Zak of All Trades: Thoughts on winning, losing and life
It's been a while since I had the chance to write an article about a sports game, as my change to editor some time back pulled me out of the sports realm and made it so that my schedule actually prevented me from attending most games.
Still, last Saturday, as I sat in the stands at the District IX basketball playoffs, I couldn't shake the constant urge to be looking for "the story" — and more importantly, the perfect headline — for the game as it unfolded.
Our sports writer, Chris, was all over the photos and the coverage, but cliche after sports cliche ran through my head, beginning with one I've known all too well in sports and in life: You can't win 'em all.
It really is true, isn't it?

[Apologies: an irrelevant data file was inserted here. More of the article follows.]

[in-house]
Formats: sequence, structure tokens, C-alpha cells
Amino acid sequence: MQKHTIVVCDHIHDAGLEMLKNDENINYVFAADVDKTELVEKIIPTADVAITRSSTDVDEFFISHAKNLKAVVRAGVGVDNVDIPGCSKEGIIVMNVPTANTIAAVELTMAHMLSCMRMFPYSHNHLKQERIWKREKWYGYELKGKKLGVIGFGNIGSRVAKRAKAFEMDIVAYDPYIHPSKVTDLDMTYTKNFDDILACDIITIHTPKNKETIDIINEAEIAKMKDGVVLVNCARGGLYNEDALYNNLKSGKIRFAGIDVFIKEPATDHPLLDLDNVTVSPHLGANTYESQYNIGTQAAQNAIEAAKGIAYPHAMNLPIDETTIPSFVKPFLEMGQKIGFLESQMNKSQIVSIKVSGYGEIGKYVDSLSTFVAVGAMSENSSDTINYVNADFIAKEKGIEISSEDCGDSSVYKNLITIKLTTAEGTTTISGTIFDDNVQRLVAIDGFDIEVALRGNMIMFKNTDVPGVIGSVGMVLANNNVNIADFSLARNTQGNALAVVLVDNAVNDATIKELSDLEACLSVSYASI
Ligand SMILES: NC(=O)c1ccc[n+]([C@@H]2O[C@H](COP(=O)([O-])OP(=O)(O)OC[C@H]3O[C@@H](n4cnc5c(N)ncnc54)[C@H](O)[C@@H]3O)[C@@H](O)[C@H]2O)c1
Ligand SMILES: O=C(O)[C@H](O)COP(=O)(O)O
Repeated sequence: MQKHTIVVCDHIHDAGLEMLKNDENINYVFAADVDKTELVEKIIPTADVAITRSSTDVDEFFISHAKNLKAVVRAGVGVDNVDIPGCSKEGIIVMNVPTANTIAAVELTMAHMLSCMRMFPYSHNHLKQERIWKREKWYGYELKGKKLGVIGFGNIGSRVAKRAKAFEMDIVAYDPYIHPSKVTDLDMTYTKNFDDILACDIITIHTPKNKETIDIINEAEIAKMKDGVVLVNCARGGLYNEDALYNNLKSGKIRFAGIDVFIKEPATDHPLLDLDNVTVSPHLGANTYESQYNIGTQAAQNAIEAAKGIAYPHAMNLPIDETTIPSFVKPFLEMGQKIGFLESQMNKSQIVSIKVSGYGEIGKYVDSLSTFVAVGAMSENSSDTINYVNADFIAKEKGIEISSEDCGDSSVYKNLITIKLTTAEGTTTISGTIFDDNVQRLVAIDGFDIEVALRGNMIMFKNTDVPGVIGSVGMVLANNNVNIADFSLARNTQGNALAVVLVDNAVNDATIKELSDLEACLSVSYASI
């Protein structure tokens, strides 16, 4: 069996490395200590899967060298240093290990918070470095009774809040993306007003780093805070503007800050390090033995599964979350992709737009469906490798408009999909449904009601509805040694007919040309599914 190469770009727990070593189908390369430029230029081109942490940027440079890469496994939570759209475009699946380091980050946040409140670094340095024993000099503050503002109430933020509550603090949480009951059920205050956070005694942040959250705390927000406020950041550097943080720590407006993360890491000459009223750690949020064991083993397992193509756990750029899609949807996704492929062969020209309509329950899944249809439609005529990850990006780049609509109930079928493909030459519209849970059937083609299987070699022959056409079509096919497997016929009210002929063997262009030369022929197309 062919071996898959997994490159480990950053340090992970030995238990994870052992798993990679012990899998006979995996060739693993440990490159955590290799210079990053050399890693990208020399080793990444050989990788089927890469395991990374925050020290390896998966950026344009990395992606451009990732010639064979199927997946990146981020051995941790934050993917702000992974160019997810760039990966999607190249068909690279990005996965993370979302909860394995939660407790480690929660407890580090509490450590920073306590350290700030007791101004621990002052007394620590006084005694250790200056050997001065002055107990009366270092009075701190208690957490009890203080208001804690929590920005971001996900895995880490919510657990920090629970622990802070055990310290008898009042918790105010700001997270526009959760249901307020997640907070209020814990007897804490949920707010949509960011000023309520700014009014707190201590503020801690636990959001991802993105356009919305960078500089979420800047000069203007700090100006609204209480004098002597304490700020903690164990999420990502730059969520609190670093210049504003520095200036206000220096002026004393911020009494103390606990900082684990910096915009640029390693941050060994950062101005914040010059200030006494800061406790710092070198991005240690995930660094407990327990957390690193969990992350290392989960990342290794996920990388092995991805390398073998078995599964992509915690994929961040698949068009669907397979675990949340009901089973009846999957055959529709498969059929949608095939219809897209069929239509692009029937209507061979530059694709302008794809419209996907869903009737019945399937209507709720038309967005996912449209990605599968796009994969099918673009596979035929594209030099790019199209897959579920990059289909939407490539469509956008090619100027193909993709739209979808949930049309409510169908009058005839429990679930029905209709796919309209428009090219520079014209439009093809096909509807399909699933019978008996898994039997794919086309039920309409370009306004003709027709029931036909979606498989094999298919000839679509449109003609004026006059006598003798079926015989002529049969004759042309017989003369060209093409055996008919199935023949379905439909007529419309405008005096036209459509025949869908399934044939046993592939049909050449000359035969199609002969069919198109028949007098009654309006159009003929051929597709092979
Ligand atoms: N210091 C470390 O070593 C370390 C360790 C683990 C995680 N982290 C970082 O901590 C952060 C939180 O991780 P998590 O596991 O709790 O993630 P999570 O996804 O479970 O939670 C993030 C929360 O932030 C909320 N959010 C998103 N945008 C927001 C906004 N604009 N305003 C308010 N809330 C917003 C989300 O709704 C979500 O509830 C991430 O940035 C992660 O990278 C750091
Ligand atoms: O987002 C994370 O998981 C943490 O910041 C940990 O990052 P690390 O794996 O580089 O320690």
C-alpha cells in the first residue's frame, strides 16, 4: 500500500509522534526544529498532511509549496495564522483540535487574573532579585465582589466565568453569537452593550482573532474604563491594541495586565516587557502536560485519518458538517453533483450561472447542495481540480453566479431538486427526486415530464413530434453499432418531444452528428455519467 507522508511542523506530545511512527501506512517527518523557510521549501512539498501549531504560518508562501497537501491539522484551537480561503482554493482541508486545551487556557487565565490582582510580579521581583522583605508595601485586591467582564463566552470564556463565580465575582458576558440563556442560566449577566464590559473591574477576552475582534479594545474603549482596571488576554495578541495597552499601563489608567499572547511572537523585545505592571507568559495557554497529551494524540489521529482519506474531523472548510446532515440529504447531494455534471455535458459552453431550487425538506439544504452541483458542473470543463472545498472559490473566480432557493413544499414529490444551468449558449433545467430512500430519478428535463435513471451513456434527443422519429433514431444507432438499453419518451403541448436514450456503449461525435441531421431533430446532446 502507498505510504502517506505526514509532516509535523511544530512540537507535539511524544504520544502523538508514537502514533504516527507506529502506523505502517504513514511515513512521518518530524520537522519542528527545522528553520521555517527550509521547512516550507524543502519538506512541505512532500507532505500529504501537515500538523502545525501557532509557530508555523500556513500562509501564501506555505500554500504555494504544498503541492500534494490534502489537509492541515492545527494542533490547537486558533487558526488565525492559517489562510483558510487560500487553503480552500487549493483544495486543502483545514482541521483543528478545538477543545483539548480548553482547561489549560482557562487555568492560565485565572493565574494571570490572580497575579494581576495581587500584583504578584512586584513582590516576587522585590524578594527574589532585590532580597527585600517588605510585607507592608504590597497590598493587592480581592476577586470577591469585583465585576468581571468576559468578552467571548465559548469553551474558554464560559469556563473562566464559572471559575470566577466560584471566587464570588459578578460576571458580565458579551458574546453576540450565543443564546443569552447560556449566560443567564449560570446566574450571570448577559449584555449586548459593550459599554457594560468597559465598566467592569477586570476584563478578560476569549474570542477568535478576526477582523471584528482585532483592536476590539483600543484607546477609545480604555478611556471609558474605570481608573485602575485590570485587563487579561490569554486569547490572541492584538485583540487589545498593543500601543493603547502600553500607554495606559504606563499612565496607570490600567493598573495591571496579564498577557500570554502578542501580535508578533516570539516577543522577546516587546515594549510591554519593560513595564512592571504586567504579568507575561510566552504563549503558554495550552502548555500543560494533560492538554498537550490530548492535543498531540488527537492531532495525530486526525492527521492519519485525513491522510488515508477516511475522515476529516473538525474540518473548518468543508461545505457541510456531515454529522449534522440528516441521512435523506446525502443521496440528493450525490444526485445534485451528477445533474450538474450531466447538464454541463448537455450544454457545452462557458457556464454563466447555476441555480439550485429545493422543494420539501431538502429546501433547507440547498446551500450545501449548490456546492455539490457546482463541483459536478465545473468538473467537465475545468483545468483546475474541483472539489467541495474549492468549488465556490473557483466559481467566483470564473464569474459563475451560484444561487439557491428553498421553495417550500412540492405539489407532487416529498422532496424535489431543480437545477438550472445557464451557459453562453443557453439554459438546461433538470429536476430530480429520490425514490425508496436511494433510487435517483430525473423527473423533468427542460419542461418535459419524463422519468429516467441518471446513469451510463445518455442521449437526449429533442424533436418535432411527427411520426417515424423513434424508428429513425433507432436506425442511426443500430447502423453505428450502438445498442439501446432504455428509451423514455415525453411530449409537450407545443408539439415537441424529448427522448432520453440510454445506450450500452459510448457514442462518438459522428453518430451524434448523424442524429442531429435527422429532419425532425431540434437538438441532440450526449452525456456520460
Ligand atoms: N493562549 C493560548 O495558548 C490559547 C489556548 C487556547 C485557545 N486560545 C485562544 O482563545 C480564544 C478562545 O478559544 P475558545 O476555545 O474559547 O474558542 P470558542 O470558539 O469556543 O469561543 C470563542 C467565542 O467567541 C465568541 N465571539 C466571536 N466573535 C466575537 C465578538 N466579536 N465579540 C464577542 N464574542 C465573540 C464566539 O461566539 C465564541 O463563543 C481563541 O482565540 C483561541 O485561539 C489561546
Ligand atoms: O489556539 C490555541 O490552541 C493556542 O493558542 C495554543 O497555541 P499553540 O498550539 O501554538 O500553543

I mean, on the state level, there are hundreds of high school basketball teams, and only one gets to be crowned PIAA champion.
Even as the champ, though, most teams don't go undefeated for the year. So, allowing for the rare exception, most coaches at one point or another think, or even say out loud to their teams, "You can't win 'em all."
So, over the past week, I've been thinking a lot about sports cliches and about what they've taught me, and it amazed me how many came to mind.
My favorite sports teams not "winning 'em all" has taught me that I, much like them, will not win at everything I throw my hat into.
There are ventures in life where we give it our all — just as those players on the court last weekend did — and yet our end result is still a losing effort when the final horn sounds.
Sometimes, the person lined up against us is just too strong for us to overtake.
Other times, the odds are just stacked against us from the start, and we can't overcome them.
Or, maybe we go into the game as the favorite, but something happens in between tip-off and that last horn that changes everything — maybe our star player goes down with an injury or the other team throws a new defense at us.
Regardless of what causes it — in sports and in life — we can't win every game.